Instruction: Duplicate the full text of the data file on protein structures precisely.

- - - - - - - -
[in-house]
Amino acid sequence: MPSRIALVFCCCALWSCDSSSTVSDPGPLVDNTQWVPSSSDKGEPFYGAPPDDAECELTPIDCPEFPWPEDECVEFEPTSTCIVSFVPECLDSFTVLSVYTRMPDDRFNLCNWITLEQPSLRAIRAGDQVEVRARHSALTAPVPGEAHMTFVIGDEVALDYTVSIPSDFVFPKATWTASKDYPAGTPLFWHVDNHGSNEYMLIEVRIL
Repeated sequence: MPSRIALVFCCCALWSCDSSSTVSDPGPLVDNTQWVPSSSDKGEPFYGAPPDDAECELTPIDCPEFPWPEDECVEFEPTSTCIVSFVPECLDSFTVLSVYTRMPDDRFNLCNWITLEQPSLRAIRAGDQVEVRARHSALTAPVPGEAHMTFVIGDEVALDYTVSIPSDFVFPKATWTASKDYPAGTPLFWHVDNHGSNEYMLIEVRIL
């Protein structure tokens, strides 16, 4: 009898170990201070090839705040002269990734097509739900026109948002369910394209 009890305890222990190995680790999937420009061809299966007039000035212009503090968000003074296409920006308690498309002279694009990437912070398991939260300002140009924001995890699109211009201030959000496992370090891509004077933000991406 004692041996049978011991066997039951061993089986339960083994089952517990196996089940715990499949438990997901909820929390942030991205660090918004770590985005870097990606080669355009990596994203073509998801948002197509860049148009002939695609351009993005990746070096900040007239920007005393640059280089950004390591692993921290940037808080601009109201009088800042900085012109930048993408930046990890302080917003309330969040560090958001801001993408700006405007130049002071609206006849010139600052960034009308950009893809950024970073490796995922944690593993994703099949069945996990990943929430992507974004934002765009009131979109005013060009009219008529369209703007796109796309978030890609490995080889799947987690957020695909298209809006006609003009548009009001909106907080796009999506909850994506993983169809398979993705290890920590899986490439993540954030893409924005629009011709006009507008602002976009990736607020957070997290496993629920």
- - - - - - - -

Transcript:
[in-house]
Amino acid sequence: MPSRIALVFCCCALWSCDSSSTVSDPGPLVDNTQWVPSSSDKGEPFYGAPPDDAECELTPIDCPEFPWPEDECVEFEPTSTCIVSFVPECLDSFTVLSVYTRMPDDRFNLCNWITLEQPSLRAIRAGDQVEVRARHSALTAPVPGEAHMTFVIGDEVALDYTVSIPSDFVFPKATWTASKDYPAGTPLFWHVDNHGSNEYMLIEVRIL
Repeated sequence: MPSRIALVFCCCALWSCDSSSTVSDPGPLVDNTQWVPSSSDKGEPFYGAPPDDAECELTPIDCPEFPWPEDECVEFEPTSTCIVSFVPECLDSFTVLSVYTRMPDDRFNLCNWITLEQPSLRAIRAGDQVEVRARHSALTAPVPGEAHMTFVIGDEVALDYTVSIPSDFVFPKATWTASKDYPAGTPLFWHVDNHGSNEYMLIEVRIL
């Protein structure tokens, strides 16, 4: 009898170990201070090839705040002269990734097509739900026109948002369910394209 009890305890222990190995680790999937420009061809299966007039000035212009503090968000003074296409920006308690498309002279694009990437912070398991939260300002140009924001995890699109211009201030959000496992370090891509004077933000991406 004692041996049978011991066997039951061993089986339960083994089952517990196996089940715990499949438990997901909820929390942030991205660090918004770590985005870097990606080669355009990596994203073509998801948002197509860049148009002939695609351009993005990746070096900040007239920007005393640059280089950004390591692993921290940037808080601009109201009088800042900085012109930048993408930046990890302080917003309330969040560090958001801001993408700006405007130049002071609206006849010139600052960034009308950009893809950024970073490796995922944690593993994703099949069945996990990943929430992507974004934002765009009131979109005013060009009219008529369209703007796109796309978030890609490995080889799947987690957020695909298209809006006609003009548009009001909106907080796009999506909850994506993983169809398979993705290890920590899986490439993540954030893409924005629009011709006009507008602002976009990736607020957070997290496993629920």